Of course, since you say "no more" I won't mention the new Meatyard book (American Mystic) that has a lot of stuff that I hadn't seen before. But almost every picture is accompanied by a lot of descriptive text by Alexander Nemerov that is so irritatingly wrong that it's almost good (makes me think, anyway).

    (The "small things" of mine that I am not posting are private and personal almost by definition. They will not be seen on the internet.)
     
  16. I think small prints also invite intimacy with the image and the print itself. Small prints often get people closer to them and, once they're up close, they seem to linger a bit. While one might assume some important details might get missed when printing small, I think those details might actually be more noticeable, because of the kind of attention paid. When I hung my gallery, I chose more intimate photos to print small and I liked the way people seemed to relate to and focus on them.
     
  17. Wouter, I couldn't find a way to link to the individual photos in your gallery but I think Catching my ray of sunshine and Escape work particularly well together as tokens of seeing the beauty in the small (when seen together Escape could benefit from a vertical crop).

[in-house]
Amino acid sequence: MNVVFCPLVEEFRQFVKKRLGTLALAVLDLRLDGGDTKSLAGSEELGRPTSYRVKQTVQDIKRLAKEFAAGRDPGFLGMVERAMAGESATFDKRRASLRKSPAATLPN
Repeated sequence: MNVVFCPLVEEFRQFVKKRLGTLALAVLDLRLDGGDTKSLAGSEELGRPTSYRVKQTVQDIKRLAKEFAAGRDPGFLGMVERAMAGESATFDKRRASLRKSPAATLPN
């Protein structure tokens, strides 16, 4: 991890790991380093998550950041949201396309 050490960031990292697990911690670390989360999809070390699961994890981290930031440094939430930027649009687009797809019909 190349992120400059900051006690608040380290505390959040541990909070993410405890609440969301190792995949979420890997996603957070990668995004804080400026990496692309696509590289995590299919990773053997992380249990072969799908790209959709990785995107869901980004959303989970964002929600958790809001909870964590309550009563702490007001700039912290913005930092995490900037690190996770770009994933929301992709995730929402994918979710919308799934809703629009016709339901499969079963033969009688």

----

    Has the world gone mad
    Or is it me?
    All these small things they gather round me
    Gather round me
    Is it all so very bad?
    I can't see
    All these small things they gather round me
    Gather round me
     
  18. I don't even have a Meatyard book yet but it's also on the list. Meatyard was also influenced by Eastern concepts if I remember correctly. In Why People Photograph Robert Adams mentions the 4 volume set The Work of Atget by John Szarkowski and Maria Morris Hambourg as the best criticism that can be read on the work of a single photographer (and on photography for that matter). I already have a lot of Atget books but I should get those too before they are impossible to find. I recently got a copy of the first issue of the tabloid A/FIXED on Japanese photography. The world of Japanese photography books is so vast that it isn't really affordable to get into too much. When collecting photography books I start with the classics first before working my way to the more obscure stuff.